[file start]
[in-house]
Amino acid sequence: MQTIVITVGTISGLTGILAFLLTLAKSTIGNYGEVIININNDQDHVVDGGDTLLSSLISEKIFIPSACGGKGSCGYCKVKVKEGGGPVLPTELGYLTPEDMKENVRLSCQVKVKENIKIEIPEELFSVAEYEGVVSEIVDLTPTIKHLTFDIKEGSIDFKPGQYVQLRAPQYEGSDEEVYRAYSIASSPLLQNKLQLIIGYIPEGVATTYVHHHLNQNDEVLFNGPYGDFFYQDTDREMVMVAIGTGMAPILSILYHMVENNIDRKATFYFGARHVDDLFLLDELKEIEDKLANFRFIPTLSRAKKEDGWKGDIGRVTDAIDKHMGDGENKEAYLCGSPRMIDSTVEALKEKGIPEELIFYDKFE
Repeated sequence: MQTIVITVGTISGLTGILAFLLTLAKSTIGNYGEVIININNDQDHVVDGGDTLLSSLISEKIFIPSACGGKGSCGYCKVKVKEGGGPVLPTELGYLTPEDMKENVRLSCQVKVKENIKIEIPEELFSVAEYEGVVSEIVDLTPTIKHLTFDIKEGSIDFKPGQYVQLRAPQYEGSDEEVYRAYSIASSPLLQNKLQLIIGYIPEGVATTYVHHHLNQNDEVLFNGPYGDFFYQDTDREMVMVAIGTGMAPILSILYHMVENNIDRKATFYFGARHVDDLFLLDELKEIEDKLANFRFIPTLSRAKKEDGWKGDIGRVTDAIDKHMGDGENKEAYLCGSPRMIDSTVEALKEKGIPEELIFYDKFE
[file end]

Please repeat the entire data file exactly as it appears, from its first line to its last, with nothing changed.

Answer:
[in-house]
Amino acid sequence: MQTIVITVGTISGLTGILAFLLTLAKSTIGNYGEVIININNDQDHVVDGGDTLLSSLISEKIFIPSACGGKGSCGYCKVKVKEGGGPVLPTELGYLTPEDMKENVRLSCQVKVKENIKIEIPEELFSVAEYEGVVSEIVDLTPTIKHLTFDIKEGSIDFKPGQYVQLRAPQYEGSDEEVYRAYSIASSPLLQNKLQLIIGYIPEGVATTYVHHHLNQNDEVLFNGPYGDFFYQDTDREMVMVAIGTGMAPILSILYHMVENNIDRKATFYFGARHVDDLFLLDELKEIEDKLANFRFIPTLSRAKKEDGWKGDIGRVTDAIDKHMGDGENKEAYLCGSPRMIDSTVEALKEKGIPEELIFYDKFE
Repeated sequence: MQTIVITVGTISGLTGILAFLLTLAKSTIGNYGEVIININNDQDHVVDGGDTLLSSLISEKIFIPSACGGKGSCGYCKVKVKEGGGPVLPTELGYLTPEDMKENVRLSCQVKVKENIKIEIPEELFSVAEYEGVVSEIVDLTPTIKHLTFDIKEGSIDFKPGQYVQLRAPQYEGSDEEVYRAYSIASSPLLQNKLQLIIGYIPEGVATTYVHHHLNQNDEVLFNGPYGDFFYQDTDREMVMVAIGTGMAPILSILYHMVENNIDRKATFYFGARHVDDLFLLDELKEIEDKLANFRFIPTLSRAKKEDGWKGDIGRVTDAIDKHMGDGENKEAYLCGSPRMIDSTVEALKEKGIPEELIFYDKFE